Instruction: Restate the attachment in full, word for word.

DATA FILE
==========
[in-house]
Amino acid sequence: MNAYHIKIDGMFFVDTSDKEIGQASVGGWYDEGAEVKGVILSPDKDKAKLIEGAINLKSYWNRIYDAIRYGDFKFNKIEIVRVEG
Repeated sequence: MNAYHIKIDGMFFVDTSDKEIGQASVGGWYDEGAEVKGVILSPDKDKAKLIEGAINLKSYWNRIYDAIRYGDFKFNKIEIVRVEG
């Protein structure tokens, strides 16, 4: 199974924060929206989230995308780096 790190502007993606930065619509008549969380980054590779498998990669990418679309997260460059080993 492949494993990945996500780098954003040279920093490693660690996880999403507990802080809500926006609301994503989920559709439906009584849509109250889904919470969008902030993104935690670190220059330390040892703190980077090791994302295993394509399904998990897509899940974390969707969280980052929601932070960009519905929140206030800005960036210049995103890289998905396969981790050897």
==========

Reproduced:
[in-house]
Amino acid sequence: MNAYHIKIDGMFFVDTSDKEIGQASVGGWYDEGAEVKGVILSPDKDKAKLIEGAINLKSYWNRIYDAIRYGDFKFNKIEIVRVEG
Repeated sequence: MNAYHIKIDGMFFVDTSDKEIGQASVGGWYDEGAEVKGVILSPDKDKAKLIEGAINLKSYWNRIYDAIRYGDFKFNKIEIVRVEG
């Protein structure tokens, strides 16, 4: 199974924060929206989230995308780096 790190502007993606930065619509008549969380980054590779498998990669990418679309997260460059080993 492949494993990945996500780098954003040279920093490693660690996880999403507990802080809500926006609301994503989920559709439906009584849509109250889904919470969008902030993104935690670190220059330390040892703190980077090791994302295993394509399904998990897509899940974390969707969280980052929601932070960009519905929140206030800005960036210049995103890289998905396969981790050897």